Even As Dallas Focuses On Domestic Violence, Shelters Turned Away 7,500

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Thousands of domestic violence victims in Dallas aren’t getting the help they need even as the city prioritizes the issue, says a new report quoted by the Dallas Morning News. Mayor Mike Rawlings will present the findings today as he asks the Dallas City Council to authorize more yearly reports on domestic violence. “The question is, how are we going to get better?” he said. The University of Texas at Dallas' Institute for Urban Policy Research volunteered to study domestic violence data from June 2014 through May 2015. During the study period, more than 7,500 victims were turned away because a lack of shelter space. That is about 630 a month. “We're still not meeting all the needs of the victims,” said City Council member Jennifer Staubach Gates, who chairs the Domestic Violence Task Force that helped produce the report. “We've got victims who can't find shelter.”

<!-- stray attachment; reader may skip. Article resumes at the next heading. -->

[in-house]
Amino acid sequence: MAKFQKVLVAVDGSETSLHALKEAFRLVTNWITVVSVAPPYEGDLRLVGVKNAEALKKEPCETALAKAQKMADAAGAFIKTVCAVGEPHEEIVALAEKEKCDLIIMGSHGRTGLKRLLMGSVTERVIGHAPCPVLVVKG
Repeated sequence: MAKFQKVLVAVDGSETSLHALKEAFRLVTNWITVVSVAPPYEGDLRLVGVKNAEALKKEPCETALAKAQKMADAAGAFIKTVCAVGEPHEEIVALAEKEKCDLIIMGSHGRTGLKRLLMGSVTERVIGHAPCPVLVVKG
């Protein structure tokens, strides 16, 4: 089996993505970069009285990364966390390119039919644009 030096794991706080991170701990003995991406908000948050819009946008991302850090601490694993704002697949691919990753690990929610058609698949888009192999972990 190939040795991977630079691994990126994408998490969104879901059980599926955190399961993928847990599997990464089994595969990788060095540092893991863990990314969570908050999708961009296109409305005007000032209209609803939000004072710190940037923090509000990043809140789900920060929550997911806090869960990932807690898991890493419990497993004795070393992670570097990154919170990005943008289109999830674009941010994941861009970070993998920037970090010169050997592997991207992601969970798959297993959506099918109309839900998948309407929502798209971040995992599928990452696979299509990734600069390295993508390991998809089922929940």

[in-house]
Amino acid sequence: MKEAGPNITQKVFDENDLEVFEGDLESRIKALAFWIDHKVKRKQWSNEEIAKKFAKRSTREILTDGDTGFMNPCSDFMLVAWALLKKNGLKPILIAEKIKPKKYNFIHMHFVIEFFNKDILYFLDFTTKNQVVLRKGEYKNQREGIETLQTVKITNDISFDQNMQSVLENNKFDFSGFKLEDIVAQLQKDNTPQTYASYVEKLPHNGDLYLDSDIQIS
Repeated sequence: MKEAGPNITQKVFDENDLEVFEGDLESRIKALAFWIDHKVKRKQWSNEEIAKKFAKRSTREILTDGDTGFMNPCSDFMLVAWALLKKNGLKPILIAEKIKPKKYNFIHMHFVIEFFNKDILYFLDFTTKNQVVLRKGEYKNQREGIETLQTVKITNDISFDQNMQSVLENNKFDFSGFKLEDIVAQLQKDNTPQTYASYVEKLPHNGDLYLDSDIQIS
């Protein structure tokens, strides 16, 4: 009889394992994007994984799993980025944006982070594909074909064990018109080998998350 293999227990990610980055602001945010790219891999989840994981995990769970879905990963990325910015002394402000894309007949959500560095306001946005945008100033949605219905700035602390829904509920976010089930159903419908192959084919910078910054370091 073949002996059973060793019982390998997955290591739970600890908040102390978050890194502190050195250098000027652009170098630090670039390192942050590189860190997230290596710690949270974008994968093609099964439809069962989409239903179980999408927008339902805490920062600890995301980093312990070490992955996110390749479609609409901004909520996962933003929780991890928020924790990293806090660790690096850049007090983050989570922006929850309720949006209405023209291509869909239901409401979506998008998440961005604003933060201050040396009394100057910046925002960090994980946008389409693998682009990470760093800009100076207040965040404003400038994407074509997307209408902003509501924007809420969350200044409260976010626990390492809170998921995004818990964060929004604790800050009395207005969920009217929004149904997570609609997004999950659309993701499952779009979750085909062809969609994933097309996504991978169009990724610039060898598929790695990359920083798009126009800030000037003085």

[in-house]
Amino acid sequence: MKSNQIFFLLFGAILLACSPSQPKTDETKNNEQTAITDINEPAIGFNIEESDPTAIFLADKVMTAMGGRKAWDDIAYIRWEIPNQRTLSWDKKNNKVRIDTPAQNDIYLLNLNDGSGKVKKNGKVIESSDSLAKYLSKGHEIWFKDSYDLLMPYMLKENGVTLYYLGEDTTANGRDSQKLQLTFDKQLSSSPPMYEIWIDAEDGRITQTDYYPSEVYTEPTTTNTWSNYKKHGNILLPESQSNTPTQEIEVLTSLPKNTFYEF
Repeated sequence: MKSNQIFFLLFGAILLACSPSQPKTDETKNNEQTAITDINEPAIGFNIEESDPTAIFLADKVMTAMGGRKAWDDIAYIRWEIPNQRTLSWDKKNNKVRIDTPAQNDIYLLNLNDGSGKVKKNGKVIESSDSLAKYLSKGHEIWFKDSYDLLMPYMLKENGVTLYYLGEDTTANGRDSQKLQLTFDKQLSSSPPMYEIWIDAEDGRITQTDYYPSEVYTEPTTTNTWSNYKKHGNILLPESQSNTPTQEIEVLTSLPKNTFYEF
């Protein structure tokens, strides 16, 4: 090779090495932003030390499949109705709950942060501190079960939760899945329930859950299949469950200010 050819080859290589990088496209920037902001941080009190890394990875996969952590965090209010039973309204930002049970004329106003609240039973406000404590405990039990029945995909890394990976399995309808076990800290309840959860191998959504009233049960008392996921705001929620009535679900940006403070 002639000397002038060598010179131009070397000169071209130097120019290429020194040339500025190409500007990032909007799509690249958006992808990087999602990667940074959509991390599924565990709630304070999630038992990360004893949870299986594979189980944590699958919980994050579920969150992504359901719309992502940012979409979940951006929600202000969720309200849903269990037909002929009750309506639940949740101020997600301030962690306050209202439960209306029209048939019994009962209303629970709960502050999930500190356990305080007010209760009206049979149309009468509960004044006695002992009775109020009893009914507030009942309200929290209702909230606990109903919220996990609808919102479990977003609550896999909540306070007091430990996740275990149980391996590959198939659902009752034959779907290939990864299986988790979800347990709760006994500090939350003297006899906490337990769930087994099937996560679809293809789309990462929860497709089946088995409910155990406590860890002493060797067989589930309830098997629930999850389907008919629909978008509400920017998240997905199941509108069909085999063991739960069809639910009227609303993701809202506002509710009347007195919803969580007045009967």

Four local shelters cumulatively served 1,828 victims during the time studied. That included emergency shelter, as well as transitional shelter, where victims can stay for up to two years in some cases. The four reporting shelters averaged a 95 percent capacity. Dallas police see a reduction in domestic violence murders since a spike caused alarm in 2012. There were 16 family violence murders between June 2014 and May 2015, according to the report. That's down from a high of 31 in 2012. Dallas police have responded to 10 family violence homicides to date this year. Dallas police hope the decrease in murders can be partially explained by their home visit program, in which officers return to check on the most at-risk victims. The goal is to remind victims that they haven't been forgotten — and ultimately, to save lives.

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